10. Repayment Schedule
What is a Repayment Schedule? A Repayment Schedule tells you when your payments are due and the term of the loan. With federal loans, you have the choice of several different types of repayment plans. With standard repayment plans, for example, you pay a fixed amount each month and have up to 10 years to pay back the loan. Your loan provider will provide you with information regarding your repayment schedule, including the payment amount and the date you have to start making payments.
For some students, a college education is impossible to obtain without borrowing money to pay for it. To help students finance their educational endeavors, there are many student loan options. These options come in many shapes and sizes, and many have their own regulations for qualifying and repaying.
Who Qualifies for a Student Loan?
Almost everyone can qualify for a student loan. The first step in applying for a student loan is determining your status. Are you an independent student or one who is still dependent on your parents? Typically, student loans are awarded to “independent” individuals who are:
- Over the age of 24
- Married at the time of applying.
- On active duty or are a veteran of the armed forces.
- Have children who receive at least half of their support from you
To qualify for financial aid, you must be working toward a degree in an eligible program.
If you’re considering going to college and need financial assistance to pay for school, Fremont College can help. Our Financial Aid department is here to help you obtain the money you need to pay for your education. Fremont College offers in-demand degree programs that will prepare you for a rewarding career in just 15 months, including Multimedia Design, Business Leadership, Paralegal Studies, and Sports Therapy. Find out how Fremont College can prepare you for a rewarding career by offering a career-focused education. Contact us today to learn more or request a free career guide.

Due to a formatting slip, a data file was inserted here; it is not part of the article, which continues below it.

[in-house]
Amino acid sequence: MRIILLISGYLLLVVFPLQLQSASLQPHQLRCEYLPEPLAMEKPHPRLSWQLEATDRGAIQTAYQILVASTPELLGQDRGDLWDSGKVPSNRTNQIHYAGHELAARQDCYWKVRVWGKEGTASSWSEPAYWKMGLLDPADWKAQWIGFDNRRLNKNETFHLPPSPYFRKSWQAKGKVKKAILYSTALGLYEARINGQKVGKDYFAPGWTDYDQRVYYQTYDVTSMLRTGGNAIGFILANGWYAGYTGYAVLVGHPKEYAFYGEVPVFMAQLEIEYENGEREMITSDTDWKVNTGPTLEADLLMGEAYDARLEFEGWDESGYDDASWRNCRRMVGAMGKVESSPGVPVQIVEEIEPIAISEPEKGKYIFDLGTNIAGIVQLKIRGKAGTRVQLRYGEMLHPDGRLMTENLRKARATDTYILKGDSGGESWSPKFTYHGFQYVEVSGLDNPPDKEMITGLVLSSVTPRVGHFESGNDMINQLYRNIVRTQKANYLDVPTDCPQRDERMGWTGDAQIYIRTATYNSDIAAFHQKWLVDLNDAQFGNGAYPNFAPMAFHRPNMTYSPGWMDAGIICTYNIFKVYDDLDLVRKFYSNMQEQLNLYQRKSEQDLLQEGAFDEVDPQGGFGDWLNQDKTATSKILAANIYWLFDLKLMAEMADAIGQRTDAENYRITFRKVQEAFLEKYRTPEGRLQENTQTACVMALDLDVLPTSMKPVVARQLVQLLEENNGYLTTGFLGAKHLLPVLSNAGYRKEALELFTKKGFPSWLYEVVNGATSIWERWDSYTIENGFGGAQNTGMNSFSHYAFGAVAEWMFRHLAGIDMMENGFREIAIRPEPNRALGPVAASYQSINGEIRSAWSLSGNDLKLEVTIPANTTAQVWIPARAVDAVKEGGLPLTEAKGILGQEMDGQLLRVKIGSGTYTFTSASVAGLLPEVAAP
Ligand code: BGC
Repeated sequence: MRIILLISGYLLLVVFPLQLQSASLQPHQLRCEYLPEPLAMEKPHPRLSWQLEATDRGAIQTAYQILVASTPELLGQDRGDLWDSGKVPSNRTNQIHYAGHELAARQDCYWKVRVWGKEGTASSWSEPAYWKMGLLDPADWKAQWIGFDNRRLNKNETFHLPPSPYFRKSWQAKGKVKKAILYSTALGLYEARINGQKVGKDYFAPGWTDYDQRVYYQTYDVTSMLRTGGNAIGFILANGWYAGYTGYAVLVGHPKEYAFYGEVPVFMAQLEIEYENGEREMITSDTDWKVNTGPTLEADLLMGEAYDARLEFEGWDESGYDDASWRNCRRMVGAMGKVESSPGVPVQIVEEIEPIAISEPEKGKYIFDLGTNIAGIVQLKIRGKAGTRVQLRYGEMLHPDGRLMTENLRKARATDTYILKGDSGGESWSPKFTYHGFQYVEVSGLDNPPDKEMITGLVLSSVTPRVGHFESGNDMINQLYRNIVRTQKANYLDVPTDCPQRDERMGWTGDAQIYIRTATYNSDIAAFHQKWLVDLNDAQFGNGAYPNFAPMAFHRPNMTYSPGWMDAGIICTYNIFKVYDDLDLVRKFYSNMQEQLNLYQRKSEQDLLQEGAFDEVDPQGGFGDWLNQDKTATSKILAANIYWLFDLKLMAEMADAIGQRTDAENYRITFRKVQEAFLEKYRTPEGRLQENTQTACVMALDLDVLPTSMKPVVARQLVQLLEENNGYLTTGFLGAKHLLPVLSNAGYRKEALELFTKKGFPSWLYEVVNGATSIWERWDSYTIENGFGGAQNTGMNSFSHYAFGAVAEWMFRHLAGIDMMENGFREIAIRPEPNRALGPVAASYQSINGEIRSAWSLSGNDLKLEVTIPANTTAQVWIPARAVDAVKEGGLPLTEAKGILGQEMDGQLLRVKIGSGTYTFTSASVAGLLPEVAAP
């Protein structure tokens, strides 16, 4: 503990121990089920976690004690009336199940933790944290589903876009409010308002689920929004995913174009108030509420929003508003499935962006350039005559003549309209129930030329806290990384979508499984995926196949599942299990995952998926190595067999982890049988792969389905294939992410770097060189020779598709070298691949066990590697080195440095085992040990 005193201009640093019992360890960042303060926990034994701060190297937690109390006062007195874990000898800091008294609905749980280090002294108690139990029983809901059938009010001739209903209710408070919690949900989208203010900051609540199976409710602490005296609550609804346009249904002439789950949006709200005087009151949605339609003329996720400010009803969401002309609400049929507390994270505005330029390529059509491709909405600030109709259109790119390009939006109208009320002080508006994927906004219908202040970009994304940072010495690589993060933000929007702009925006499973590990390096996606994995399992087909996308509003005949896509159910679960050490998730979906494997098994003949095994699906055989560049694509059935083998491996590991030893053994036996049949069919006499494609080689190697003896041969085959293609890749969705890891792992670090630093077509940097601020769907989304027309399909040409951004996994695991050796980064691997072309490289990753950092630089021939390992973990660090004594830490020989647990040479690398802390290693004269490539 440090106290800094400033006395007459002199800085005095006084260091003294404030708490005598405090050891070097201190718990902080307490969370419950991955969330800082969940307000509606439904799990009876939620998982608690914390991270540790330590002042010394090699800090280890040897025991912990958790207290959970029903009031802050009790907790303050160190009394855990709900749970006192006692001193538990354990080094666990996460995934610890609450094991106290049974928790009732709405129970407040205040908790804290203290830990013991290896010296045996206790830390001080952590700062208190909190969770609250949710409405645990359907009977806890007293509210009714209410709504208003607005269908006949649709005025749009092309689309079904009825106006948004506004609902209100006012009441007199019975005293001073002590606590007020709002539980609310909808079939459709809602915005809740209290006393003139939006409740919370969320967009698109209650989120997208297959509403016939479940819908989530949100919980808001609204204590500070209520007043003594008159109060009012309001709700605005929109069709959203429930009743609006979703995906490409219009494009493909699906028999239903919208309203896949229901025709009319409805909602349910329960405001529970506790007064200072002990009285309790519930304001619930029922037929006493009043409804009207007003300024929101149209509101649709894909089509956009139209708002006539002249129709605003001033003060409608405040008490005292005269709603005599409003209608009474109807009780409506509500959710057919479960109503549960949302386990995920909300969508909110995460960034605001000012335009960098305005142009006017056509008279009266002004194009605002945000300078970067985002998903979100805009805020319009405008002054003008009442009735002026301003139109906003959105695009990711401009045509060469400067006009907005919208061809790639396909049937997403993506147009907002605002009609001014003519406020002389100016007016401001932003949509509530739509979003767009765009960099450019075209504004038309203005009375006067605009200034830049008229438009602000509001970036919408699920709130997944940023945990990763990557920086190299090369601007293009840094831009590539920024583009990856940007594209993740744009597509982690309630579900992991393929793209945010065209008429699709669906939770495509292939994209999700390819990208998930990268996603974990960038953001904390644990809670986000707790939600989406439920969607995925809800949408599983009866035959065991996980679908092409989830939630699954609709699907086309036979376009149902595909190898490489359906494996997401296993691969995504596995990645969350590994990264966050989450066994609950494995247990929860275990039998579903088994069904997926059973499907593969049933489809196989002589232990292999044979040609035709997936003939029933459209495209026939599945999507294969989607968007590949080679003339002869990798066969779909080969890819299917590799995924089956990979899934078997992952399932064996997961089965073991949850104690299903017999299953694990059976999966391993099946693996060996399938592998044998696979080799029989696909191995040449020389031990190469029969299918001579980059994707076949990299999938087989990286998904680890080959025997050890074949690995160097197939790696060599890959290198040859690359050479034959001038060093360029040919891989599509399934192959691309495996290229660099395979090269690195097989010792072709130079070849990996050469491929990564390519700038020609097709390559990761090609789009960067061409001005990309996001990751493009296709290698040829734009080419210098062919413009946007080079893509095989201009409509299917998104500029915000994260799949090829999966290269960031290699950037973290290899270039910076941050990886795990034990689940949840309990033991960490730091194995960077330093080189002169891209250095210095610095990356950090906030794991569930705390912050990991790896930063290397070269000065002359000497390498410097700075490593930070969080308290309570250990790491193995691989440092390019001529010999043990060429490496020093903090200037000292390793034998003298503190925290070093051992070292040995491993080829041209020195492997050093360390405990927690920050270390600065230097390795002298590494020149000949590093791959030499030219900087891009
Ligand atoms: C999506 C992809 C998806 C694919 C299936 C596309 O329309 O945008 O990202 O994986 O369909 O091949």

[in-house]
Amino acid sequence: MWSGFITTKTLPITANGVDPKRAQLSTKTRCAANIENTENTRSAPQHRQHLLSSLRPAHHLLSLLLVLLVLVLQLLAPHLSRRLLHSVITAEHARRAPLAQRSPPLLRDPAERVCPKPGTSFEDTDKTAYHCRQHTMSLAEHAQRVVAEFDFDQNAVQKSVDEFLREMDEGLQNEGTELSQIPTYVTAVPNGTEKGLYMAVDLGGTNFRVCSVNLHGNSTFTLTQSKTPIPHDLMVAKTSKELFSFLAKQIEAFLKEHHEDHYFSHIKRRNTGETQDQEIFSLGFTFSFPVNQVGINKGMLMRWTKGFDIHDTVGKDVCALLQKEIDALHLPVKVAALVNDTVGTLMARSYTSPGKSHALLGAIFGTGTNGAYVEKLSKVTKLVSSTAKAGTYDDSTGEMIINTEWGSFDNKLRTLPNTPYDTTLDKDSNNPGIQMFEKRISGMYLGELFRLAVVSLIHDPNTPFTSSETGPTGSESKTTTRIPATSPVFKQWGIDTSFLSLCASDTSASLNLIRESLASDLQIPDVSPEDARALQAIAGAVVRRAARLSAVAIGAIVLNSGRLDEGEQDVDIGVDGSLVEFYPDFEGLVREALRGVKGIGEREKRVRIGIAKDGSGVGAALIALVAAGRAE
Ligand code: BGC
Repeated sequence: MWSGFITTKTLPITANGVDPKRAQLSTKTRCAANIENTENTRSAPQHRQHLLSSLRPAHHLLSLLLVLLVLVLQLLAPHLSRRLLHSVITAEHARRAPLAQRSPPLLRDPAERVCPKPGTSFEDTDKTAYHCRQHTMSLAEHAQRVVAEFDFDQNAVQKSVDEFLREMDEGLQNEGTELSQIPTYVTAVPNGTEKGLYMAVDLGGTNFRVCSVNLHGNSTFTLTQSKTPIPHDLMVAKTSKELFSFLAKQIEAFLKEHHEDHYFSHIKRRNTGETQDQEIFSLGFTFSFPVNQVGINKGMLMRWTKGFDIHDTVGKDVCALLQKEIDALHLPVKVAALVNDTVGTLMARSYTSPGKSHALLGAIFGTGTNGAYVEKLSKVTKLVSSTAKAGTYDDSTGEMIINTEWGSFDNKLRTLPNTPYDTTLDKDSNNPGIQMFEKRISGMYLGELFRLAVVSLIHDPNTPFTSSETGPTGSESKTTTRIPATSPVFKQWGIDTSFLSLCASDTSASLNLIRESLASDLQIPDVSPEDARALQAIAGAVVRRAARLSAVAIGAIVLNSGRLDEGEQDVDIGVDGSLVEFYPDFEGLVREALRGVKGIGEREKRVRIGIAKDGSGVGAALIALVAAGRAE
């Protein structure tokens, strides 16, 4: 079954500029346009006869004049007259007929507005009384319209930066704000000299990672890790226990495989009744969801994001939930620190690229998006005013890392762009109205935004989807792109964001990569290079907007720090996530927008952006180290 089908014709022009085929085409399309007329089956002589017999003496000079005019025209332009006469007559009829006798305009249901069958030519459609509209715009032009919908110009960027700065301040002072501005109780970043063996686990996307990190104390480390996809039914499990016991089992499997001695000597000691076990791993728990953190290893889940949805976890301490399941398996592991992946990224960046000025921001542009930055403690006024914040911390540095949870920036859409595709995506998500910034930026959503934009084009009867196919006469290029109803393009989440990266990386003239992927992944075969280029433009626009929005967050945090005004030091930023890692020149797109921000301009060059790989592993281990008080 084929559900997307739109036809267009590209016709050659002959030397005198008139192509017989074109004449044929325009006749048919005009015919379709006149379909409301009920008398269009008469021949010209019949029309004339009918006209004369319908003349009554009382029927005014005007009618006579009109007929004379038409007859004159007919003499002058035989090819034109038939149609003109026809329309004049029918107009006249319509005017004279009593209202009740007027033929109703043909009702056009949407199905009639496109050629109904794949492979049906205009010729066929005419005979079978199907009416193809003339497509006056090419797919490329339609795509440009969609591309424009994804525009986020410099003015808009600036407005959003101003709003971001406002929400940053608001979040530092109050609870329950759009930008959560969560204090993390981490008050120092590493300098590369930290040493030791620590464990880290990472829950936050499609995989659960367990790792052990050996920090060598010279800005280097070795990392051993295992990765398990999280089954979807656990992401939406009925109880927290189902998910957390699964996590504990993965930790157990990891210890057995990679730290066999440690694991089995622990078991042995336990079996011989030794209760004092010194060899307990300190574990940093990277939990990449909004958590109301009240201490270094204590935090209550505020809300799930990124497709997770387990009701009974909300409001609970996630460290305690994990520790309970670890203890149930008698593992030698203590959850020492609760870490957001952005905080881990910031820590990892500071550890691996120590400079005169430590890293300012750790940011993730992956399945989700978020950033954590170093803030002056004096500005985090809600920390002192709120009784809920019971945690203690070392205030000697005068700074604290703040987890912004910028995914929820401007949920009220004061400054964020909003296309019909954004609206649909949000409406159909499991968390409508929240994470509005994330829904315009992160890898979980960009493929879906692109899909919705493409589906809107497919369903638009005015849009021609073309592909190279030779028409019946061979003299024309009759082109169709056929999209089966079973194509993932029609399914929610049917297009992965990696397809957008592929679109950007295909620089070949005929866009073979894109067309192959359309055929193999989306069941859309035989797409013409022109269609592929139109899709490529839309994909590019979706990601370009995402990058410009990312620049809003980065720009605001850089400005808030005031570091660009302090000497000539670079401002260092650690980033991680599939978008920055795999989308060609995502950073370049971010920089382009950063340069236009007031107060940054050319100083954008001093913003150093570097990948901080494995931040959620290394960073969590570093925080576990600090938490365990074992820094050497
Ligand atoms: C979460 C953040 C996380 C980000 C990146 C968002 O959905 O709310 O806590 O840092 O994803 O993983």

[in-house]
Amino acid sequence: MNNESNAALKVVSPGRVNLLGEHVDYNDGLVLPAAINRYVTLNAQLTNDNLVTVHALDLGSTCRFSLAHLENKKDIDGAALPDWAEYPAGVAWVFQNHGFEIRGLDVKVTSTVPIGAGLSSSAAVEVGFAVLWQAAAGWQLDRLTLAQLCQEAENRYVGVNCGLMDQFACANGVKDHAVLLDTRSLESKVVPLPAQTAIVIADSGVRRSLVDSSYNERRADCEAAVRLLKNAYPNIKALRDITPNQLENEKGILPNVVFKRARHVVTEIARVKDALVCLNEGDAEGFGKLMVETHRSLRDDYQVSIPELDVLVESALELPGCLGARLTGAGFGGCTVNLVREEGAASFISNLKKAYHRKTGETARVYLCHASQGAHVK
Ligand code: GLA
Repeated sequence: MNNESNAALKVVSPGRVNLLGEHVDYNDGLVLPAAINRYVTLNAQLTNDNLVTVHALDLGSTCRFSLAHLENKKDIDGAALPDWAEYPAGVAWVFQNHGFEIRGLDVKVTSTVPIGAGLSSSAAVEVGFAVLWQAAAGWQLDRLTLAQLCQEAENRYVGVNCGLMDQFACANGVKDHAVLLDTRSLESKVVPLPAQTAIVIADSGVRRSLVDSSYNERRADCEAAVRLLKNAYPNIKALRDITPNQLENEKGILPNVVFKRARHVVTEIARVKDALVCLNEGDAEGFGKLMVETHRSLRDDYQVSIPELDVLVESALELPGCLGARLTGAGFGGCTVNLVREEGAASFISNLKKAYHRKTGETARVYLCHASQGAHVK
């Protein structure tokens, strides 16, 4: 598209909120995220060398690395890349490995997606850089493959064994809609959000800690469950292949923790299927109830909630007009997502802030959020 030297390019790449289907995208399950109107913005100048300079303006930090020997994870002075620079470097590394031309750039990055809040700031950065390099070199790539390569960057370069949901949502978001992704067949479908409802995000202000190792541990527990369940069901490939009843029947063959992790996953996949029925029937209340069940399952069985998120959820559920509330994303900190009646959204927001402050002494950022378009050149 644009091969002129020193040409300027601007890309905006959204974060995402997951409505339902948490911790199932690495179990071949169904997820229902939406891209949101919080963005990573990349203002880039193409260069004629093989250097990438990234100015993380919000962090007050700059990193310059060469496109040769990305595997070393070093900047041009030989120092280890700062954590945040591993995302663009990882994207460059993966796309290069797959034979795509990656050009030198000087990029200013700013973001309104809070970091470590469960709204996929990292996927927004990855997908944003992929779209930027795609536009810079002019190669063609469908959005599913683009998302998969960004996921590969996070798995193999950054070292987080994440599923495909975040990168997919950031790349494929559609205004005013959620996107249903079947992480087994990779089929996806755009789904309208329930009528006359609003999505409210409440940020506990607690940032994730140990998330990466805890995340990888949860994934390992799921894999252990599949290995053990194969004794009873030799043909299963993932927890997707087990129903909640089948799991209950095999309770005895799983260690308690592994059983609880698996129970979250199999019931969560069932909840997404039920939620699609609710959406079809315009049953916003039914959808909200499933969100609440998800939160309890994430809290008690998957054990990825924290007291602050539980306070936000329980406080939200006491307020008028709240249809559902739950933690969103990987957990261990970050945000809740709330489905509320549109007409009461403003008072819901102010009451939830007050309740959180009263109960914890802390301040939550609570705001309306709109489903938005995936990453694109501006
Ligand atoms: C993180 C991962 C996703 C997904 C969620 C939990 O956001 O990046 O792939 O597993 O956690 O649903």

Additional Resources For Students Researching Financial Aid
Here is a breakdown of some additional student loan options:
- Stafford Loans – Stafford Loans are a common type of federal student loan. Money for these loans comes directly from the Federal Direct Student Loan Program (FDSLP), a federal government program. There are two types of Stafford Loans:
- Subsidized – With this type of loan, the student will not be required to make payments until after graduation. The interest rate is typically at or below 6.8%. It is important to note that subsidized loans are reserved for students who can demonstrate a financial hardship. Most go to students whose families’ annual incomes are below $50,000.